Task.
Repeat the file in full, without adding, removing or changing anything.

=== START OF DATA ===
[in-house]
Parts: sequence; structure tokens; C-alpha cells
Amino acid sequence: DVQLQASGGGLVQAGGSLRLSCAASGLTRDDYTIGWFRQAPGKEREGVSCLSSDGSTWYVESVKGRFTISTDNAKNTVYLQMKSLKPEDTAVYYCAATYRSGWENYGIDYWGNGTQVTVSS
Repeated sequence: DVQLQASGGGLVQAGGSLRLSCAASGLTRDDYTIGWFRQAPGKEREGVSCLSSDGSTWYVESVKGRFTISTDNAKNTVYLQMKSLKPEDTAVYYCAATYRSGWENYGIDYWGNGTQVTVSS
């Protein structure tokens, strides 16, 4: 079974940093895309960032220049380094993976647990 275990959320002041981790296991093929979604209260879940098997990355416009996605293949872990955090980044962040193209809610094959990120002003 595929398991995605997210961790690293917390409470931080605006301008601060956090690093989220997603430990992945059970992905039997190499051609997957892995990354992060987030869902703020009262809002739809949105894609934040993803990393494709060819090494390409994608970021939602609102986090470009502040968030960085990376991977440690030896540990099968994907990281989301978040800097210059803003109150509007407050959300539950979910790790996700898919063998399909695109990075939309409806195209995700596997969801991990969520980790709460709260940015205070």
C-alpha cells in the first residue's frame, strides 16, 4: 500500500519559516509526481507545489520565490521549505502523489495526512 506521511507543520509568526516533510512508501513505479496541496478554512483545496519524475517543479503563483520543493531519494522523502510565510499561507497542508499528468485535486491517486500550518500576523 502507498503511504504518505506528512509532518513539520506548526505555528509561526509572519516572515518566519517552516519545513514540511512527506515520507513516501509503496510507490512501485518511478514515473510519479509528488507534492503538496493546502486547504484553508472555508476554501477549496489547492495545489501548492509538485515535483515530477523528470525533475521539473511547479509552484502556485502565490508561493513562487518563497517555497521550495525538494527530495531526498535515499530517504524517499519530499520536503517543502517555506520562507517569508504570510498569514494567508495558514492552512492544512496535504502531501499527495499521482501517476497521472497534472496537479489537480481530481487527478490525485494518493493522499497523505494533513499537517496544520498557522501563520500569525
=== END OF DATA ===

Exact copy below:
[in-house]
Parts: sequence; structure tokens; C-alpha cells
Amino acid sequence: DVQLQASGGGLVQAGGSLRLSCAASGLTRDDYTIGWFRQAPGKEREGVSCLSSDGSTWYVESVKGRFTISTDNAKNTVYLQMKSLKPEDTAVYYCAATYRSGWENYGIDYWGNGTQVTVSS
Repeated sequence: DVQLQASGGGLVQAGGSLRLSCAASGLTRDDYTIGWFRQAPGKEREGVSCLSSDGSTWYVESVKGRFTISTDNAKNTVYLQMKSLKPEDTAVYYCAATYRSGWENYGIDYWGNGTQVTVSS
């Protein structure tokens, strides 16, 4: 079974940093895309960032220049380094993976647990 275990959320002041981790296991093929979604209260879940098997990355416009996605293949872990955090980044962040193209809610094959990120002003 595929398991995605997210961790690293917390409470931080605006301008601060956090690093989220997603430990992945059970992905039997190499051609997957892995990354992060987030869902703020009262809002739809949105894609934040993803990393494709060819090494390409994608970021939602609102986090470009502040968030960085990376991977440690030896540990099968994907990281989301978040800097210059803003109150509007407050959300539950979910790790996700898919063998399909695109990075939309409806195209995700596997969801991990969520980790709460709260940015205070």
C-alpha cells in the first residue's frame, strides 16, 4: 500500500519559516509526481507545489520565490521549505502523489495526512 506521511507543520509568526516533510512508501513505479496541496478554512483545496519524475517543479503563483520543493531519494522523502510565510499561507497542508499528468485535486491517486500550518500576523 502507498503511504504518505506528512509532518513539520506548526505555528509561526509572519516572515518566519517552516519545513514540511512527506515520507513516501509503496510507490512501485518511478514515473510519479509528488507534492503538496493546502486547504484553508472555508476554501477549496489547492495545489501548492509538485515535483515530477523528470525533475521539473511547479509552484502556485502565490508561493513562487518563497517555497521550495525538494527530495531526498535515499530517504524517499519530499520536503517543502517555506520562507517569508504570510498569514494567508495558514492552512492544512496535504502531501499527495499521482501517476497521472497534472496537479489537480481530481487527478490525485494518493493522499497523505494533513499537517496544520498557522501563520500569525